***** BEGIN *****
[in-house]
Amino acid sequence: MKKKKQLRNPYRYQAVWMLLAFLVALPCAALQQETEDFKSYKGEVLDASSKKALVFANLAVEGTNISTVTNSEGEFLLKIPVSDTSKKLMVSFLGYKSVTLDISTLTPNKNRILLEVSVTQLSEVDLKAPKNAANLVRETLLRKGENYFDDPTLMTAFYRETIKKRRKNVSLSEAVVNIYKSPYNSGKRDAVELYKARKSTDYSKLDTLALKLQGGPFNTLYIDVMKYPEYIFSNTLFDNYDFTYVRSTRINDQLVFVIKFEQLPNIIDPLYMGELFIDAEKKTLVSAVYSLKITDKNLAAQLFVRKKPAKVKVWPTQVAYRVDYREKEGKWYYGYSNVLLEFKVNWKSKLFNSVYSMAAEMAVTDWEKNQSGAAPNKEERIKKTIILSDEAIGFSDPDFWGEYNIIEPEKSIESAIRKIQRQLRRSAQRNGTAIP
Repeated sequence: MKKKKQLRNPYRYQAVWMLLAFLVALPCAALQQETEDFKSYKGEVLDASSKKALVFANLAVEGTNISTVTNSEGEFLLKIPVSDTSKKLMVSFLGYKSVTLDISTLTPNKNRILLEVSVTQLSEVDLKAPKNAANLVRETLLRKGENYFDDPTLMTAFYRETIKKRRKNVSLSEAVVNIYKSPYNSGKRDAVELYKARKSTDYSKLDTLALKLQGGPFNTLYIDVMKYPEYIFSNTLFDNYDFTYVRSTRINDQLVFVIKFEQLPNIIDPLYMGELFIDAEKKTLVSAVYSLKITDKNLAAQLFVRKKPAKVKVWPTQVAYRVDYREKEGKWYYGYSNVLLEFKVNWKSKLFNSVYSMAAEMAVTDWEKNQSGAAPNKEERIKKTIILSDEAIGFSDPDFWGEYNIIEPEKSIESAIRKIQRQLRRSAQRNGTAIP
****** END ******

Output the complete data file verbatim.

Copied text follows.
[in-house]
Amino acid sequence: MKKKKQLRNPYRYQAVWMLLAFLVALPCAALQQETEDFKSYKGEVLDASSKKALVFANLAVEGTNISTVTNSEGEFLLKIPVSDTSKKLMVSFLGYKSVTLDISTLTPNKNRILLEVSVTQLSEVDLKAPKNAANLVRETLLRKGENYFDDPTLMTAFYRETIKKRRKNVSLSEAVVNIYKSPYNSGKRDAVELYKARKSTDYSKLDTLALKLQGGPFNTLYIDVMKYPEYIFSNTLFDNYDFTYVRSTRINDQLVFVIKFEQLPNIIDPLYMGELFIDAEKKTLVSAVYSLKITDKNLAAQLFVRKKPAKVKVWPTQVAYRVDYREKEGKWYYGYSNVLLEFKVNWKSKLFNSVYSMAAEMAVTDWEKNQSGAAPNKEERIKKTIILSDEAIGFSDPDFWGEYNIIEPEKSIESAIRKIQRQLRRSAQRNGTAIP
Repeated sequence: MKKKKQLRNPYRYQAVWMLLAFLVALPCAALQQETEDFKSYKGEVLDASSKKALVFANLAVEGTNISTVTNSEGEFLLKIPVSDTSKKLMVSFLGYKSVTLDISTLTPNKNRILLEVSVTQLSEVDLKAPKNAANLVRETLLRKGENYFDDPTLMTAFYRETIKKRRKNVSLSEAVVNIYKSPYNSGKRDAVELYKARKSTDYSKLDTLALKLQGGPFNTLYIDVMKYPEYIFSNTLFDNYDFTYVRSTRINDQLVFVIKFEQLPNIIDPLYMGELFIDAEKKTLVSAVYSLKITDKNLAAQLFVRKKPAKVKVWPTQVAYRVDYREKEGKWYYGYSNVLLEFKVNWKSKLFNSVYSMAAEMAVTDWEKNQSGAAPNKEERIKKTIILSDEAIGFSDPDFWGEYNIIEPEKSIESAIRKIQRQLRRSAQRNGTAIP